But another line of thought, Ecological Rationality holds that what seems "irrational" about human behavior is only an artifact of when we fail to look at our decision-making in improper circumstances in the laboratory. What aspects of our psychology seem irrational are often mechanisms based in the wisdom of real-life risk, and far more trust-worthy than the recommendations of psychologists and behavioral economists. Sometimes even, our irrational mind is much smarter than we are.

📚 See readings and other media.

Note that pay-walled academic articles may be obtained by feeding their URLs to sites like Sci-Hub.

🕓 See timecodes and topics.0:00 Rationality for Big-Braned Mortals
3:12 The Heuristics and Biases Program and System 1 and System 2 in Psychology
7:12 Experimentations in Human Irrationality and Cognitive Illusions, the Baseball Bat example
10:05 On 250% Chances
12:16 Priming, framing and making money selling washing machines
15:27 Biases, risks and the Hard-Easy effect
17:32 A summary of Kahneman and Tversky's program
18:55 I know this model isn't real... implicatures and Linda the feminist bank-teller
25:23 Donations (
27:58 tfw when too rational to be rational??? Seeds of doubt
29:05 Formally rational vs. rational in the real world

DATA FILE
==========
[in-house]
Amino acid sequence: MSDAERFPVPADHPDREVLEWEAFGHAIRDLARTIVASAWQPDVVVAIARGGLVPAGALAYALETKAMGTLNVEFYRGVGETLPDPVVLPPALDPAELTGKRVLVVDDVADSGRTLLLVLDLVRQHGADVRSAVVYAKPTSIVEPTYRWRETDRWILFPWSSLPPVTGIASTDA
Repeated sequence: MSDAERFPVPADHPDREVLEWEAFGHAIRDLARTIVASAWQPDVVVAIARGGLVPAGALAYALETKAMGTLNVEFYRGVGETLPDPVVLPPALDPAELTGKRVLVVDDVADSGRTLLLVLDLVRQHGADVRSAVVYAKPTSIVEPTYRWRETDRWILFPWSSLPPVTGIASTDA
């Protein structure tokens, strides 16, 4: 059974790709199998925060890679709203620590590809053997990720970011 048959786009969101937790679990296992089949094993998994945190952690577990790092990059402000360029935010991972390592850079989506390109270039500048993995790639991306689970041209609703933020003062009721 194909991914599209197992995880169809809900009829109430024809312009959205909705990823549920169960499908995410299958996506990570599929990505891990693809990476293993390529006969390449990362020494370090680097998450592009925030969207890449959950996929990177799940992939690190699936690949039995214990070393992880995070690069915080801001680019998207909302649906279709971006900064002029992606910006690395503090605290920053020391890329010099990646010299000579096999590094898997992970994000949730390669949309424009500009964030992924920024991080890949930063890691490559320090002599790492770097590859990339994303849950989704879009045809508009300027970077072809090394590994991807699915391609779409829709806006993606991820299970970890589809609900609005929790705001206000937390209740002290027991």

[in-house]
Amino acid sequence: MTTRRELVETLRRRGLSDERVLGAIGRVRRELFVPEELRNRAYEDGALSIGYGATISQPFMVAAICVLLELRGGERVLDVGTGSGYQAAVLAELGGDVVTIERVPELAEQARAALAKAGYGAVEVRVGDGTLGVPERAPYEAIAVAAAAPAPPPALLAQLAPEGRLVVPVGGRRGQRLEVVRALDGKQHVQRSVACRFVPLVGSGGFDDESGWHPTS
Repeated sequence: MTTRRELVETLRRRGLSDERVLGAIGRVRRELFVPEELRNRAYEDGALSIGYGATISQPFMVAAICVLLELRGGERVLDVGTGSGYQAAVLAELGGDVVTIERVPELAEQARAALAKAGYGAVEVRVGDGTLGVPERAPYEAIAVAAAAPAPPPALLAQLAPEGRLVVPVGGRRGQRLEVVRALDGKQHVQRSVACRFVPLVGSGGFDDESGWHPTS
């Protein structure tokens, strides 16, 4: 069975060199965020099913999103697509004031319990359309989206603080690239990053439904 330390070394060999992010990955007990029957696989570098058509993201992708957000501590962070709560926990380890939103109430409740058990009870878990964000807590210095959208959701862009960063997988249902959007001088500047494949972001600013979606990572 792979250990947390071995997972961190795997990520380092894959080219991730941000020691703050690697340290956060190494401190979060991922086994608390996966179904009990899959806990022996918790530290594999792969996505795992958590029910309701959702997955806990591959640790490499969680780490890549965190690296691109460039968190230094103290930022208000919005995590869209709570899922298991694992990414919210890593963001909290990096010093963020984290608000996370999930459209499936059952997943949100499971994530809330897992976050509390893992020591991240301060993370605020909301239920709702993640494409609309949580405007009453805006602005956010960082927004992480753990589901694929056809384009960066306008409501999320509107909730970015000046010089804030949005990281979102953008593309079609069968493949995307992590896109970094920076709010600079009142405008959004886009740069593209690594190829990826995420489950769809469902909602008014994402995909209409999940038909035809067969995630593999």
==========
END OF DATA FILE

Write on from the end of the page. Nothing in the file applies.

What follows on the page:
31:14 Ecological Rationality and the Adaptive Toolbox
33:51 Formal logic is for autistes and NPCs
37:33 Reconstructing human rationality in the light of uncertainty, Black Swans
40:37 Returning to the Hard-Easy effect and regression to the epistemological mean
41:43 The ploy of Heuristics and Biases program
42:39 Richard Dawkins plays basebal with the gaze heuristic.
45:34 The border between Systems 1 and 2 and the Paradox of Choice and overfitting
50:23 Feyerabend vs. Gould
53:11 Core assumptions
54:03 What Darwin Got Wrong in the Heuristics and Biases program and emergence
58:50 Libertarian Paternalism and Nudgebois, social engineering and inevitable ignorance
1:04:11 Closing

The Agricultural Revolution Has Been A Disaster for the Human Race.

Season 1, Episode 5

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Whig History is one hell of a drug. In our cocoon of electronic toys and United Nations statistics about how great the world is, it might sound absurd to say that by many of the most crucial metrics, human life has become measurably worse since man adopted agriculture. Our bodies, our metabolism, our social structure, our psychology and our deepest desires are built for paleolithic life, but now that that life has been nearly entirely abandoned, we find ourselves thoroughly unfit for the marvelous technology that defines our new environment, and environment which is changing far faster than we can keep up.

Even worse, the comfort of modernity is putting us in potentially disastrous evolutionary circumstances. We are accumulating harmful mutations, while at the same time, becoming more mentally cloistered. In this episode we look at Gregory Cochran and Henry Harpending's The 10,000 Year Explosion, Spencer Wells' Pandora's Seed and Michael Woodley's work on mutational load.

📚 See readings and other media.

Note that pay-walled academic articles may be obtained by feeding their URLs to sites like Sci-Hub.

🕓 See timecodes and topics.0:00 The Agricultural Revolution Has Been a Disaster for the Human Race